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Alzheimer’s disease (AD) is the most common form of dementia that affects more than 40 million people around the world. The incidence is expected to rapidly increase due to the lack of any effective treatment. In previous work we synthesized a family of five ionophoric polyphenols (compounds 15) that targeted important aspects related to AD, such as the toxic aggregation of amyloid-β peptides, the production of reactive oxygen species, or the excessive presence of Cu2+ ions. Here, in order to gain insights into their potential therapeutic value, we have tested the ability of compounds 15 to cross the blood–brain barrier (BBB), to interact with human serum albumin (HSA) and Calf Thymus (ct) DNA, and to inhibit acetylcholinesterase (AChE). We performed BBB permeability and efflux mechanisms studies by means of the in vitro parallel artificial membrane permeability assay (PAMPA-BBB) and several in silico methods, while fluorescence, UV–visible, and circular dichroism spectroscopies were used to determine their ability to interact with HSA and ctDNA. Our results show that all five ionophoric polyphenols can effectively cross the BBB, and can form adducts with both HSA and ctDNA through one binding site and with association constants ranging from 104 to 106 M−1, while still maintaining levels of unbound drug to protein within therapeutic range. Docking and molecular dynamics simulations show that the ionophoric polyphenols preferably bind the hydrophobic cavities of the subdomain IIA of HSA, as many other pharmaceuticals do, with predicted affinities that correlate well with experimental results obtained by spectroscopic techniques. In addition, structurally related compounds 1, 2, and 4 were found to be moderate in vitro AChE inhibitors by interacting with several residues of the active site of the enzyme, as revealed by docking and molecular dynamics simulations. Overall, our results suggest that HSA could be an efficient transport mechanism of the compounds in the bloodstream until reaching the brain, where they could effectively cross the BBB and exert their anti-AD activity, including AChE inhibition. DNA interactions similar to natural resveratrol could in part explain the previously reported nontoxic behavior of the compounds.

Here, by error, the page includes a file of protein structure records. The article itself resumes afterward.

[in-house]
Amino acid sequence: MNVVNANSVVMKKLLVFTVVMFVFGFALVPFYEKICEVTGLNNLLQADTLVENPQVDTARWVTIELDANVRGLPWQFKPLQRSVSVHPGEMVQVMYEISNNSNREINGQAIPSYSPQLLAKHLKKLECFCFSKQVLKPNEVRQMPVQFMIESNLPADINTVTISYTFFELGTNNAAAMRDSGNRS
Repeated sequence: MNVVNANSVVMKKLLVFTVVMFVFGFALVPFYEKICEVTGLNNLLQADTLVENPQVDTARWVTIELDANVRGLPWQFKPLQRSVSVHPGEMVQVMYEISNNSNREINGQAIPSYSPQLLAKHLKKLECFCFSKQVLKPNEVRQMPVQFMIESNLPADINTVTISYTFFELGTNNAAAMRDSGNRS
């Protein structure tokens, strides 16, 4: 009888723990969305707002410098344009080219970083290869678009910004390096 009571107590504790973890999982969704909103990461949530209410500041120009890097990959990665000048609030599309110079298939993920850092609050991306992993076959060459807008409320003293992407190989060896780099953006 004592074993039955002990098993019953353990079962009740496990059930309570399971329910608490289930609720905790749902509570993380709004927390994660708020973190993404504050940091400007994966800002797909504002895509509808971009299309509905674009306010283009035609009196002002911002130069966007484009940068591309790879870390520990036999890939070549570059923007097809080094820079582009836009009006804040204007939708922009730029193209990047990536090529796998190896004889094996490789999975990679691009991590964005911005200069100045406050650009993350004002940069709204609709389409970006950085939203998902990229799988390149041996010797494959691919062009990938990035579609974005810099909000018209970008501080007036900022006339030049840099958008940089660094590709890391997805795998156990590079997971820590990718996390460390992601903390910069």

This is a post-peer-review, pre-copyedit version of an article published in Medicinal Chemistry Research. The final authenticated version is available online at:



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